A few months ago I caught up with a friend whom I  had not seen in a while. She works in the same industry as me. I had a good time, the meal was thoroughly enjoyable, until I noticed her bag. It was small, Chanel's, with a price tag of at least five thousand dollars. On that very day I had been walking around the city with my husband and son. At that very moment, my bag was a cheap vegan shoulder bag, wet from water spillage, bulging with my son's half-eaten package of rice crackers. Against a bag that was neat, elegant, and exquisite mine seemed unorganised, disheveled, cringe-worthy, and JUST-NOT-GOOD-ENOUGH.

Now, not-enough-ness is a peculiar thing. It compels people to do many strange things. So the next day after the bag incident I went shopping for a designer bag. I know. I know.

In the air-conditioned haven that's called Chadstone I agonised for hours. A few thousand dollars seem unreasonable given that those damn bags don't even suit my needs. They were either too heavy, too small, or too expensive. I wondered what the hell I was doing there. I wondered why I cared what people may think of my bag. I wondered if people even notice my bag at all. In the end, I settled on a large tote, light-weight, with a price tag of five hundred dollars. It it still slightly impractical for my everyday use, and until this moment it's still in its dust bag, waiting for the next occasion where I meet with same industry people with whom I think I SHOULD look successful.

{Image link}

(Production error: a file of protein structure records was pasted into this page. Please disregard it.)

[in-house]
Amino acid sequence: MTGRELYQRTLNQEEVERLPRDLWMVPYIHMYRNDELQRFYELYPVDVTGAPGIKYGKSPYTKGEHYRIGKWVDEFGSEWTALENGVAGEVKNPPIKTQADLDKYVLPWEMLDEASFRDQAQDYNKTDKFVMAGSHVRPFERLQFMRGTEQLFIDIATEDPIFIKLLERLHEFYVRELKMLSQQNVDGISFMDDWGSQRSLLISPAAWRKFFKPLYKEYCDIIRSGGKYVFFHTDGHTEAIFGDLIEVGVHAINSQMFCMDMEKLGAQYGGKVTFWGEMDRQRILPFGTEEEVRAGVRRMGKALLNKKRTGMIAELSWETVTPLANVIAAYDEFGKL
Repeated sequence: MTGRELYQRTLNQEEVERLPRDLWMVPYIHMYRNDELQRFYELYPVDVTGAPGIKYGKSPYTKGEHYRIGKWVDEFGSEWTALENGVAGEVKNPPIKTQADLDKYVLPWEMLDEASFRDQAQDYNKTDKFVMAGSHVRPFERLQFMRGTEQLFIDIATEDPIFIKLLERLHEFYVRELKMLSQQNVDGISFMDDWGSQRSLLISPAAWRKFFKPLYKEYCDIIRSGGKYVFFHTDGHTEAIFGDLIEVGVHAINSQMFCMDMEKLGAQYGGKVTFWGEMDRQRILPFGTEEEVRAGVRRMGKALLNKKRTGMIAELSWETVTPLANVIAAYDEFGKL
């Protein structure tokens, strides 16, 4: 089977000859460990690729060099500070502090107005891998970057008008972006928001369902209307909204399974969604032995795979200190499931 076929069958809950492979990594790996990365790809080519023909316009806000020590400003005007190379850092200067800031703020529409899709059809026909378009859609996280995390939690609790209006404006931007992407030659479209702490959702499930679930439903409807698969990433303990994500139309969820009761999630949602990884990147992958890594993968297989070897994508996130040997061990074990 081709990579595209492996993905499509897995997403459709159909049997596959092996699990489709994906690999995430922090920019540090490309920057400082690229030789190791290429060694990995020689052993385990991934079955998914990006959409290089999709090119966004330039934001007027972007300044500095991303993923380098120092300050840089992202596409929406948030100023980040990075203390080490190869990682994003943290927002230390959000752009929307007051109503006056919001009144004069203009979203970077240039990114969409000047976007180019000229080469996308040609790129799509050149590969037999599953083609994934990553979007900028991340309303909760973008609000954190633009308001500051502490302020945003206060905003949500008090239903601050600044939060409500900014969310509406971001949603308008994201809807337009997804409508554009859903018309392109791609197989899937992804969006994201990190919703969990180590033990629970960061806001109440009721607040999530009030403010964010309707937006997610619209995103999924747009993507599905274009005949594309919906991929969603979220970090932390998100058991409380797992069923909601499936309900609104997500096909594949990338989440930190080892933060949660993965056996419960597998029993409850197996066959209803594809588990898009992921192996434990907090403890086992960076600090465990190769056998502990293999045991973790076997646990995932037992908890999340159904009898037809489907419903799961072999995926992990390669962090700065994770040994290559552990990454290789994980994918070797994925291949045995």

Rest, of sorts.

In July, I flew interstate and overseas for a few business trips. On the minus side, when I don’t actively work at the business, the business bank accounts look a bit sad. With most small businesses, the overheads are the same whether you work or not. These trips were not sales related, they were mainly for the purpose of professional development. 

On the plus side, the trips were the break from work I desperately needed. I have written previously about the amount of stress I was under earlier in the year. Taking time off allowed me a chance to step back and reflect, and the knowledge I learned on these trips imparted a renewed sense of enthusiasm and confidence in my work. The breaks were tremendously restorative.

I went to a South East Asian country, where the air this time of the year was pleasantly humid, and people were polite and welcoming. I loved sitting in my 12th floor hotel room at night, facing the large window. This expanse of glass covered the whole facade of the room, floor to ceiling, providing a thin divide between the hotel room and the vibrant city underneath. Sitting there with my hands on the glass watching  the glowing city lights and the constant traffic trail, I felt as though I could palpate the pulsating energy of the night.